"They will see us waving from such great heights. Come down now, they'll say. But everything looks perfect from far away." - Iron & Wine, Such Great Heights [buy the album]
I was about to get all riled up and go on a tirade but then I, you know, read. So, let me help you out.
The real post...
I've been doing a lot of thinking about women and political blogging, spurred by some meetings with feminist organizations and Desfemmes, a (rightfully) angry blogger who brought it to my attention again. I don't know why there aren't many female political bloggers, but the way that blogs are created is that people encourage their friends to blog, and then they link to them. Like New Donkey, which is being inserted into the blogosphere by Tapped and TPM. There are real pre-blog relationships existing between a lot of these bloggers, and in the political (as opposed to personal) blogosphere they are mostly male. Still, I have found several times that I've been offended at the oblivious stupidity of the chauvinism in the blogosphere (some dumb utilitarian game theory discussions of why pretty women in various ratios exist come to mind, though I'm not going to bother digging them up to link to them)...At any rate, there is a lot of women blogging, but it's not explicitly political. Figuring out how to change that is a lot of the challenge, but it's not a simple problem, because blogging is representative of existing dynamics as much as it is a new system to change those dynamics.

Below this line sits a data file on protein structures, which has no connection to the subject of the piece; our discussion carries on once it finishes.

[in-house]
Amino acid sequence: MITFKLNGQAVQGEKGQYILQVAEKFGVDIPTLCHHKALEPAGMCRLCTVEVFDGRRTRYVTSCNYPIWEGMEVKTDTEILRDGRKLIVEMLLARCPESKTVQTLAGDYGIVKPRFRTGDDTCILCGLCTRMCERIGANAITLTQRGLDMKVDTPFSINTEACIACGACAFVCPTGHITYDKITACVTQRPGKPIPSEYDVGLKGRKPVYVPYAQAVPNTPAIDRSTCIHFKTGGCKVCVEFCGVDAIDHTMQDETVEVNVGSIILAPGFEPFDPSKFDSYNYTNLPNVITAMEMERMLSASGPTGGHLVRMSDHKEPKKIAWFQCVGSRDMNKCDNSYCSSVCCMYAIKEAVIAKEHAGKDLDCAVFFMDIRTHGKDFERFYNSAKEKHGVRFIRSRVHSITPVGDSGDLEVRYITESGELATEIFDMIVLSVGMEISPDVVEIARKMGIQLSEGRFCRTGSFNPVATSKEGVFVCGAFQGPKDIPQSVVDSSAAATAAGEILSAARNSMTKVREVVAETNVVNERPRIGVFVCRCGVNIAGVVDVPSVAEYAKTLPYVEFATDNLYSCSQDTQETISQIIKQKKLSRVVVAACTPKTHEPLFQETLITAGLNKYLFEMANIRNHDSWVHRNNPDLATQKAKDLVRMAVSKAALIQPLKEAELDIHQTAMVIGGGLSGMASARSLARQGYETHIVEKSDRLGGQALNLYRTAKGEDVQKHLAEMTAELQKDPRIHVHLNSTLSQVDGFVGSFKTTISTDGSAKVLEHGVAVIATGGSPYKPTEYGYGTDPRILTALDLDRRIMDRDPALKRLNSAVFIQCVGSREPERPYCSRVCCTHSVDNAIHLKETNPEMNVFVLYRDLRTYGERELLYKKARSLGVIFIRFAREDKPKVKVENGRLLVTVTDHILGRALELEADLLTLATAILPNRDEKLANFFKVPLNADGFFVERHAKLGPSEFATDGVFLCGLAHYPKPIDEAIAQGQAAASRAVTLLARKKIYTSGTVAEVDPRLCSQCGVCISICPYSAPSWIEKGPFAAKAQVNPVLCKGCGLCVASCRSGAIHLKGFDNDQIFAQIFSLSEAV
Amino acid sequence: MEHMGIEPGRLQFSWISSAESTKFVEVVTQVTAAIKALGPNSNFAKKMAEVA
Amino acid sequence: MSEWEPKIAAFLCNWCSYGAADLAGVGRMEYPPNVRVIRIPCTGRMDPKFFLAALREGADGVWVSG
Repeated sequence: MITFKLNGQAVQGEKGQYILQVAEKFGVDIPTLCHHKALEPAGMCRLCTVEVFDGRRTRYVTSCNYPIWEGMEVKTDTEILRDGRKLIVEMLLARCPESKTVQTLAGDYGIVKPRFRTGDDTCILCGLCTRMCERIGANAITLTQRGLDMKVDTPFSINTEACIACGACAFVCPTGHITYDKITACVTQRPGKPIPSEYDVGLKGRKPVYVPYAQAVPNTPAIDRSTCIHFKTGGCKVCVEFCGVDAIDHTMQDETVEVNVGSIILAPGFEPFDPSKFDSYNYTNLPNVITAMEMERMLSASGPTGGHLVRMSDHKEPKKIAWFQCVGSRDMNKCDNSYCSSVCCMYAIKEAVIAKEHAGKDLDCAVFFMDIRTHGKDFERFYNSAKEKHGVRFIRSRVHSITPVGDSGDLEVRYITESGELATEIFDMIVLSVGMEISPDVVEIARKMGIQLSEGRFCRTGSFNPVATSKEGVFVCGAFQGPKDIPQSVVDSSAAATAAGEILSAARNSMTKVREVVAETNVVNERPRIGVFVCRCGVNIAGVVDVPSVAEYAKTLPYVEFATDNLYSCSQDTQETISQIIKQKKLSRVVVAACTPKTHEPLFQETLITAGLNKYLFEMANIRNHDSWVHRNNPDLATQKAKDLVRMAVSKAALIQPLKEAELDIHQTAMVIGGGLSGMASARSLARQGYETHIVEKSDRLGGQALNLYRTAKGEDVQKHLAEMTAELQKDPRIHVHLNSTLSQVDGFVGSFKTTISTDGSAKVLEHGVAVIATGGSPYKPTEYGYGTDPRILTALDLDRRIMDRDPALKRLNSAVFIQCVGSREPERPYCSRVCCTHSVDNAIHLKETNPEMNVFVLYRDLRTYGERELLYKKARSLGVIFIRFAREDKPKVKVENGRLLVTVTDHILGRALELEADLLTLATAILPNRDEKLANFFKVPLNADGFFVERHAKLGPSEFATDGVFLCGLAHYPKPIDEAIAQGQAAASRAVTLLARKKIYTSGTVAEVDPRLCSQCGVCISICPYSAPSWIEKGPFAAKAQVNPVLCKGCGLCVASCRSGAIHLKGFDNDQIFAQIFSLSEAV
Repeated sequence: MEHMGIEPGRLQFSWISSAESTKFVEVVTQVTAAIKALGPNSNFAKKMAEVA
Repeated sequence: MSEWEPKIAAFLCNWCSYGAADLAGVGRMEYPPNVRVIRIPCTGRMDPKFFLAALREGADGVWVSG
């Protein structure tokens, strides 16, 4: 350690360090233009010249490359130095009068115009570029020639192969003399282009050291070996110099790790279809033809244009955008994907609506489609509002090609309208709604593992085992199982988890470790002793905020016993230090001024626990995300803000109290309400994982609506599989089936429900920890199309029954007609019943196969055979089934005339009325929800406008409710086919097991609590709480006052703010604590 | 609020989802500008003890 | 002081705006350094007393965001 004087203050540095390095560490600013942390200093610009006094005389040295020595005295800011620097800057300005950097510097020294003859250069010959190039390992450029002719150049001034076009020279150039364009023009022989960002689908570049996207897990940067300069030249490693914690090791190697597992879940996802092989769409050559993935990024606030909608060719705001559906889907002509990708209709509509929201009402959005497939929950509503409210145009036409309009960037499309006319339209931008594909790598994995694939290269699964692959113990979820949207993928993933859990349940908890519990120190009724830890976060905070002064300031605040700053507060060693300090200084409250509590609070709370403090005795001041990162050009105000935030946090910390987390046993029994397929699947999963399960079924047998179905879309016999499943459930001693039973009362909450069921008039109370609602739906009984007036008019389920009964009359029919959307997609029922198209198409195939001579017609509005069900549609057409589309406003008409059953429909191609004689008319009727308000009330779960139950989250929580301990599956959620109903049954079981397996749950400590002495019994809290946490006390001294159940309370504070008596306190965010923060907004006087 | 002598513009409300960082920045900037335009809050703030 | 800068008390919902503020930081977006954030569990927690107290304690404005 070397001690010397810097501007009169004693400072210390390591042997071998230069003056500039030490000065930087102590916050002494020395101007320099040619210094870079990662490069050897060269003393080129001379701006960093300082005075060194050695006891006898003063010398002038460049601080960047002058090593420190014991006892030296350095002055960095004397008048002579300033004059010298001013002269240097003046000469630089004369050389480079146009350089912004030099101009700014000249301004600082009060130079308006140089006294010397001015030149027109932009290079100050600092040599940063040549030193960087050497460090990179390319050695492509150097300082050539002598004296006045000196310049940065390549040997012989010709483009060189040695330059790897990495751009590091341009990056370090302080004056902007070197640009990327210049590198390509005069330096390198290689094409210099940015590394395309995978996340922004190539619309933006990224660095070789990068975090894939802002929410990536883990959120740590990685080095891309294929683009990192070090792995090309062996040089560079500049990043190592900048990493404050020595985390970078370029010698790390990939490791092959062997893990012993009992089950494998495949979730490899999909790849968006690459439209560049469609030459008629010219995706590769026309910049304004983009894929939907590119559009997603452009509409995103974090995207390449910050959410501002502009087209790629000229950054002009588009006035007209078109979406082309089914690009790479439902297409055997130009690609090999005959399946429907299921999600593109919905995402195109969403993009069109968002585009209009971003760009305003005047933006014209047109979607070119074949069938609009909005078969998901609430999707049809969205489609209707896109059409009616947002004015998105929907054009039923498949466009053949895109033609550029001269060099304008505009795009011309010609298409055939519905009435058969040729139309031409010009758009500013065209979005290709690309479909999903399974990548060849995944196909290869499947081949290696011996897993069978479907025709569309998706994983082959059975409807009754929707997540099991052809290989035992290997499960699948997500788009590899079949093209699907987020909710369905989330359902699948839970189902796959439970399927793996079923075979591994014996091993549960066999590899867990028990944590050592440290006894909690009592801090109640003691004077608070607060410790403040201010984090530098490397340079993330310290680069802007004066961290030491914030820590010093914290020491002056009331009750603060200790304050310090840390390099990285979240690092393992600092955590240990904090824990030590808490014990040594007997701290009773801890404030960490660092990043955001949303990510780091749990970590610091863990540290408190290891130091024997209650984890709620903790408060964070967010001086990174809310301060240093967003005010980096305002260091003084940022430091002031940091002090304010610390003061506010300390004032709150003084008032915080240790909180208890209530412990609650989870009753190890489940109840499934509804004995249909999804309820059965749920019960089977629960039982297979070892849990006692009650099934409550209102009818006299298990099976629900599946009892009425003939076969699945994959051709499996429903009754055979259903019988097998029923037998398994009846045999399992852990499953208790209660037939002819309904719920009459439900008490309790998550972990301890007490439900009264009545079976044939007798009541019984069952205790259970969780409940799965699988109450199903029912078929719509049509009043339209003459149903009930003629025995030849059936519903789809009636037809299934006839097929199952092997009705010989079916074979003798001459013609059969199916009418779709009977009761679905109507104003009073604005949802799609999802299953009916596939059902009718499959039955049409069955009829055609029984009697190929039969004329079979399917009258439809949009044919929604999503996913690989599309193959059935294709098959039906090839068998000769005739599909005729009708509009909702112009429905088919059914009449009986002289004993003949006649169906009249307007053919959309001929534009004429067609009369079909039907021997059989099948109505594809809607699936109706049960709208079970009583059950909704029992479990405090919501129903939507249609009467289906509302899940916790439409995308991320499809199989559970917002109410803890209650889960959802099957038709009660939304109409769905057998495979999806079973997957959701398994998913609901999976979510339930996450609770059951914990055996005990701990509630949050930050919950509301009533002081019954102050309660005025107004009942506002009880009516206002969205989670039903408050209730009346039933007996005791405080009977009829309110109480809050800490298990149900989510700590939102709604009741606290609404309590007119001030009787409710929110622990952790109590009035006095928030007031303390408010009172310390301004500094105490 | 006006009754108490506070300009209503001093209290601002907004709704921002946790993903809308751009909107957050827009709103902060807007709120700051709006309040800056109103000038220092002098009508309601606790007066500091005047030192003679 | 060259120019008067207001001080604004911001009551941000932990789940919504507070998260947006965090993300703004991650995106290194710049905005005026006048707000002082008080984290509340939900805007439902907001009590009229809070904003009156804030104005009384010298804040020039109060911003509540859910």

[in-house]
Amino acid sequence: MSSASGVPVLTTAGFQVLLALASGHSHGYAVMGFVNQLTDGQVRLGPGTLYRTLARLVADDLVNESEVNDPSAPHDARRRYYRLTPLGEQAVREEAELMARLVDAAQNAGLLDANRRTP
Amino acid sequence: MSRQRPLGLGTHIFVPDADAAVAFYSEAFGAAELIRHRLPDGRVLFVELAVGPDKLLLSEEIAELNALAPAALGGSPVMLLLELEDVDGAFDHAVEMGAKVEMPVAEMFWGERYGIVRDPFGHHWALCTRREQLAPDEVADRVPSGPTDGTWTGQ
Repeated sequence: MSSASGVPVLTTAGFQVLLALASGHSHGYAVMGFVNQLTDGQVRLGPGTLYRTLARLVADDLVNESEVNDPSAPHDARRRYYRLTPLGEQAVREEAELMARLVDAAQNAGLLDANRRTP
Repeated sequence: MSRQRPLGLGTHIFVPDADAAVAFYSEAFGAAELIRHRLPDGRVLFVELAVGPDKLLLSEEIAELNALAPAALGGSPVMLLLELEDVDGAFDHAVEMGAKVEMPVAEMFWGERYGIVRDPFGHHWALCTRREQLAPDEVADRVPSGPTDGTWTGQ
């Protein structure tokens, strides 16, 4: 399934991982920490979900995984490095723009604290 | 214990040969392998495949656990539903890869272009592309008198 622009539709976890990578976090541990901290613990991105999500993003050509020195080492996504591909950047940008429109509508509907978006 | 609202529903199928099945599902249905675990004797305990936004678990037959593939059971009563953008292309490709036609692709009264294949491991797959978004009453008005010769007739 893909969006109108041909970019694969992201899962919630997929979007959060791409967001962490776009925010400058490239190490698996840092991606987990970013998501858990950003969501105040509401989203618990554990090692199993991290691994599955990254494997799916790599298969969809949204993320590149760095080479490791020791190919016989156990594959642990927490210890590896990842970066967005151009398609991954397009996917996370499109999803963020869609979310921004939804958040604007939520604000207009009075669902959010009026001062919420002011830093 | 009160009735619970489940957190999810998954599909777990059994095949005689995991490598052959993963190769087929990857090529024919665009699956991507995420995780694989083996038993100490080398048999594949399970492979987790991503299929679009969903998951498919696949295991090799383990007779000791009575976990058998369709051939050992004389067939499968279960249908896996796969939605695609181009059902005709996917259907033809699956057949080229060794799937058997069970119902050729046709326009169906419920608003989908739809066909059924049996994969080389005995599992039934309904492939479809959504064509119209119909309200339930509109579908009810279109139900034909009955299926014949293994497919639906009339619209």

Read for the "good intentions," stay for the presumptions, assumptions, and unintendend condesencion which I was about to jump all over when I first read them in the satire post...
There’s also the fact that the white political blogosphere doesn’t help at all. It’s obviously a whites-only club (with select Blacks who act like in specifically stylized ways allowed). For instance, my style of blogging is very white - I feel like I have to conclude everything, which leaves less room for the more deliberative communication patterns I find among African-Americans. That’s common, but usually in a more extreme version. Whites don’t really feel comfortable saying ‘I don’t know’ or just going through inconclusive cognitive exercises. Jay Rosen does it very well, but he gets flamed quite frequently just for asking questions. The flame war pissing contest that motivates so many communities is another example of boys raising their hands in class and just generally being more aggressive. So Republic of T gets ignored by the ‘big boys’, even though it’s great. There’s also the fact that it deals with child-rearing, Buddhism and other stuff that straight white males don’t have and don’t think of, like career/family conflicts.
At any rate, there are a lot of African-Americans blogging, but it’s not explicitly political. Figuring out how to change that is a lot of the challenge, but it’s not a simple problem, because blogging is representative of existing dynamics as much as it is a new system to change those dynamics.
See, reading is fundamental.